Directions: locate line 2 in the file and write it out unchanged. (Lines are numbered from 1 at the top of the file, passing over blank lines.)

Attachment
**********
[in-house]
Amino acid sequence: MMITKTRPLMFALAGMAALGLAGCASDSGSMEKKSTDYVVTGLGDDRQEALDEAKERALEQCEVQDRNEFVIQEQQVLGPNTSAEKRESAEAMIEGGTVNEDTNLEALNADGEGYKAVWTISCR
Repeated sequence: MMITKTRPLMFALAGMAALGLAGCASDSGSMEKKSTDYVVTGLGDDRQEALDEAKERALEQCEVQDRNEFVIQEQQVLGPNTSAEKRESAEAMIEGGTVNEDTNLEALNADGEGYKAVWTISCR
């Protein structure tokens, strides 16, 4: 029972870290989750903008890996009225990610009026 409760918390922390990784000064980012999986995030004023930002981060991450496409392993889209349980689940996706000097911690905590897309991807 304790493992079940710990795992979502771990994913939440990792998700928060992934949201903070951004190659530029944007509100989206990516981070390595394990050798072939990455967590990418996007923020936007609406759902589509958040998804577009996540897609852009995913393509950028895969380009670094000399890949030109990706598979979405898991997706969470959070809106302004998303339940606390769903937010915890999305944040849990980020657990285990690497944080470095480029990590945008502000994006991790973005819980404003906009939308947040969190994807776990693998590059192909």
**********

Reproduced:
Amino acid sequence: MMITKTRPLMFALAGMAALGLAGCASDSGSMEKKSTDYVVTGLGDDRQEALDEAKERALEQCEVQDRNEFVIQEQQVLGPNTSAEKRESAEAMIEGGTVNEDTNLEALNADGEGYKAVWTISCR